Sunday, 23 November 2014

Isabella Kaminska opines on full reserve banking – unfortunately.

I dealt with just under fifty (50) criticisms of full reserve banking (FR) here. The criticisms range between the moderately well thought out to the laughably stupid – mainly the latter.
The opponents of FR never seem to give up, and the latest clever clogs to claim they’ve spotted a flaw in FR is Isabella Kaminska in a Financial Times. She clearly knows precisely and exactly nothing about the subject. Her argument runs as follows.
She starts by making the point that central banks do not compete with commercial banks when it comes to granting loans to mortgagors and businesses. (She makes that point in a paragraph copied from a Bank of England publication. That’s the paragraph starting “The 1844 act…”.)
She then says, “This, we suggest, illustrates why Positive Money’s campaign to take the power to create money away from the banks is somewhat naive. Namely, because, a central bank with a clear-cut reputation to protect is never going to be as competitive as the private sector when “money printing” and risk is concerned. Which means, there will always be a market for some sort of entity to come in and undercut it in the private market.”
Now hang on. How is it possible to “undercut” another firm in providing some service or other, when that firm is not (as Kaminska correctly points out) actually providing that service? That is, as she correctly points out, central banks do no provide loans to mortgagors etc, so how can commercial banks “undercut” central banks there? This is nonsense.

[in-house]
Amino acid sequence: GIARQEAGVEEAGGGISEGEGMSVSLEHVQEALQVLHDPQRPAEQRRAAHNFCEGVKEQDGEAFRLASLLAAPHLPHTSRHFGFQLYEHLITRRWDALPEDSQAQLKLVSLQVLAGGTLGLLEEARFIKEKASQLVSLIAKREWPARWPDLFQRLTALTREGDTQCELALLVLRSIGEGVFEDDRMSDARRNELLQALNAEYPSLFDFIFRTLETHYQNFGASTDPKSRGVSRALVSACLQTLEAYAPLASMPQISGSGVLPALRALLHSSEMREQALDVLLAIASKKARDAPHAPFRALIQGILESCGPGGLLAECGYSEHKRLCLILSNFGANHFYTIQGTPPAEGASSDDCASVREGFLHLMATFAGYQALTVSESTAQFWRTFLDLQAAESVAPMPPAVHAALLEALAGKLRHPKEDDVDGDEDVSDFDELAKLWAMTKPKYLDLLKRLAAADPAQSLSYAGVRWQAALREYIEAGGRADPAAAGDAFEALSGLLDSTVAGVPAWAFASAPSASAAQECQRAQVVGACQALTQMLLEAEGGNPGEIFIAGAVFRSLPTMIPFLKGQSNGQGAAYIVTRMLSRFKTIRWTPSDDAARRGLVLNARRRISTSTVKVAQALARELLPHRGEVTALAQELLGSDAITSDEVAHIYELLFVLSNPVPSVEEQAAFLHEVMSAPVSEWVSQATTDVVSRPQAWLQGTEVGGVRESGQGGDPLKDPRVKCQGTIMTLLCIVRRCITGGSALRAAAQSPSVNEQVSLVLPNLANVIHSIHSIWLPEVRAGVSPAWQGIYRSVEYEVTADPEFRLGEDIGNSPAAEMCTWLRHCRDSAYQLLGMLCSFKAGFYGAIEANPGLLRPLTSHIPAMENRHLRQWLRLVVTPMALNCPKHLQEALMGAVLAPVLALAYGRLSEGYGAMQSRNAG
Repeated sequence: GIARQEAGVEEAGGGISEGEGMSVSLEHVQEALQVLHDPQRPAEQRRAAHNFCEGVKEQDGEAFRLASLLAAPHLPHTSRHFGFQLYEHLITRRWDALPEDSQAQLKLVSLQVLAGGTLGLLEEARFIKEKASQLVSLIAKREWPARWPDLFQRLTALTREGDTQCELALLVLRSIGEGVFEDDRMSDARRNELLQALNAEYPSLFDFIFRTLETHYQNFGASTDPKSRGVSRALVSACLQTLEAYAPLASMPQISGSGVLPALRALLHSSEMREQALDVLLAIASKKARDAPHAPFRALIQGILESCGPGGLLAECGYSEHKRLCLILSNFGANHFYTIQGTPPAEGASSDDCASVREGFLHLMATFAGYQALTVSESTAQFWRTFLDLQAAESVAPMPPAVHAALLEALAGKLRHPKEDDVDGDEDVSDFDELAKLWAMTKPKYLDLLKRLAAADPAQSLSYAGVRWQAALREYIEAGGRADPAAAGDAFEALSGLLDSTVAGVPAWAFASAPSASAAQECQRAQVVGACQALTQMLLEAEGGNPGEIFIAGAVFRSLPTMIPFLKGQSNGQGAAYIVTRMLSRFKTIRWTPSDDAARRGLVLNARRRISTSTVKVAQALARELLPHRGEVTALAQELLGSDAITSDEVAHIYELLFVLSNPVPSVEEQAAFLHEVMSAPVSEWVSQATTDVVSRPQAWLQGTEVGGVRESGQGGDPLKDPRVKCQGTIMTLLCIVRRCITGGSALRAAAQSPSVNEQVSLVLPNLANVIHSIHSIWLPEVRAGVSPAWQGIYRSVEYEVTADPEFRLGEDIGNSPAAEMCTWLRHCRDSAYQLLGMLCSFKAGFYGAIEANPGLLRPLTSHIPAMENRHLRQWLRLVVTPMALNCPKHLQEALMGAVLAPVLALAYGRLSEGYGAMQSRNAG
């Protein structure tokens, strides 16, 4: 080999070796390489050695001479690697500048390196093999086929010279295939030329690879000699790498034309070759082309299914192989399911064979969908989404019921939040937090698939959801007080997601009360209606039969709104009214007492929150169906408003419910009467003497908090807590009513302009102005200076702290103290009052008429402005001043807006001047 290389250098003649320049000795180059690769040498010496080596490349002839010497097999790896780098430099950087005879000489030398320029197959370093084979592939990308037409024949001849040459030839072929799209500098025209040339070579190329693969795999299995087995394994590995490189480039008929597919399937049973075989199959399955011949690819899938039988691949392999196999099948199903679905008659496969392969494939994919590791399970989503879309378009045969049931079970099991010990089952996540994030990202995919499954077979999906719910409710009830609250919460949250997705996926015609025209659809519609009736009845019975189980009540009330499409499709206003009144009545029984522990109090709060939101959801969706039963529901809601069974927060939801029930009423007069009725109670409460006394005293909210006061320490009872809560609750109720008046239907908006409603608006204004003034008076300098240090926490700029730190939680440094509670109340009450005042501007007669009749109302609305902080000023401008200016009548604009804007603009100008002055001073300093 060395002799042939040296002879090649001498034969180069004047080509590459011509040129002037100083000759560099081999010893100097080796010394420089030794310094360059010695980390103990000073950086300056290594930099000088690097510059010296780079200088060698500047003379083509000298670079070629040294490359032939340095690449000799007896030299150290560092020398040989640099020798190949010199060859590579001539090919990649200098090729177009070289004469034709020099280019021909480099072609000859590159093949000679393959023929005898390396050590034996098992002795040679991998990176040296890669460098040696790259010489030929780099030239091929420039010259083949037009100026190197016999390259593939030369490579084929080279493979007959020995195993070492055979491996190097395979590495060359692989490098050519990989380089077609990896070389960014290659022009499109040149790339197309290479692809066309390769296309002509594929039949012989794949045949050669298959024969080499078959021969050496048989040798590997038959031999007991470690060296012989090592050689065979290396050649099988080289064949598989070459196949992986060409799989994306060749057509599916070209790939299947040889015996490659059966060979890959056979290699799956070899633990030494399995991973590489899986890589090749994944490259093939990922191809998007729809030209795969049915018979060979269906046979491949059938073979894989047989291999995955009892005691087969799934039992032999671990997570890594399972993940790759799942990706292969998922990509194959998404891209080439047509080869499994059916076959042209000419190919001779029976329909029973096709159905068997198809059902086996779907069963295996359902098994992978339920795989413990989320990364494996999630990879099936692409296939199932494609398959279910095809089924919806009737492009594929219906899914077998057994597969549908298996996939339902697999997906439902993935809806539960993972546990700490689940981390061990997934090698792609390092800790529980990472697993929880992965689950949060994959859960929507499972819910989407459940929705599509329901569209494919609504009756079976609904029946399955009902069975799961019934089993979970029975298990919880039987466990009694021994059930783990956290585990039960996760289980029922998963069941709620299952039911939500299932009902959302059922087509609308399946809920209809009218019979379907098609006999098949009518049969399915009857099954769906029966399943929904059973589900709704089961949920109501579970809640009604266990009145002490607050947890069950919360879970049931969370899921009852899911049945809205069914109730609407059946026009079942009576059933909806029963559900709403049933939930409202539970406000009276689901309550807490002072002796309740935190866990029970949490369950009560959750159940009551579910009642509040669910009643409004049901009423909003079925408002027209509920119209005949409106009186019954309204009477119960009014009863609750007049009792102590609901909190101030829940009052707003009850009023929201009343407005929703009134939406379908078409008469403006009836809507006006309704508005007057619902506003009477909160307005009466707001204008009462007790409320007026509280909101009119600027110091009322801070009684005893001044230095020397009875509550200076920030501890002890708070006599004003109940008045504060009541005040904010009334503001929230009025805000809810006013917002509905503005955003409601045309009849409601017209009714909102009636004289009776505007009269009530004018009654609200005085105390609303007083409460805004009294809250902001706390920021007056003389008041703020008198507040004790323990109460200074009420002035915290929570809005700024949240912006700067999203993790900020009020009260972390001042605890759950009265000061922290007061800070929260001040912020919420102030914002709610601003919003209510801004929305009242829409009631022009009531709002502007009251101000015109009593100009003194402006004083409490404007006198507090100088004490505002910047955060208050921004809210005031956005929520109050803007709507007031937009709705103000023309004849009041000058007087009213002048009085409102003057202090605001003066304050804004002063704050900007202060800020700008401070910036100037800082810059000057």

Money creation and risk.
Next, note the way Kaminska runs “money printing” and “risk” together. The implication is that some sort of useful service is provided by that activity or combination of activities.
She’s begging the question!!
To expand on that, under the existing system, commercial banks create money when they lend, but there is no such thing as a totally safe loan or set of loans. So money creation by commercial banks involves risk. Indeed, banks have gone bust regular as clockwork ever since Roman times, a fact which seems to have escaped the notice of half the supporters of the existing banking system. Thus the existing system combines money creation with risk.
Now money is one of the basic and essential bits of plumbing that keeps the economy ticking over, so a system where the economy’s stock of money can disappear into thin air at any time is not too clever. As Irving Fisher put it, “The most outstanding fact of the last depression is the destruction of eight billion dollars-over a third-of our "check-book money"-demand deposits.”  
But there is an alternative! Indeed the alternative is already being implemented on an unprecedented scale: it’s to have CENTRAL BANKS not COMMERCIAL BANKS issue the money supply.
And there’s no risk there at least in that central banks cannot go bust.

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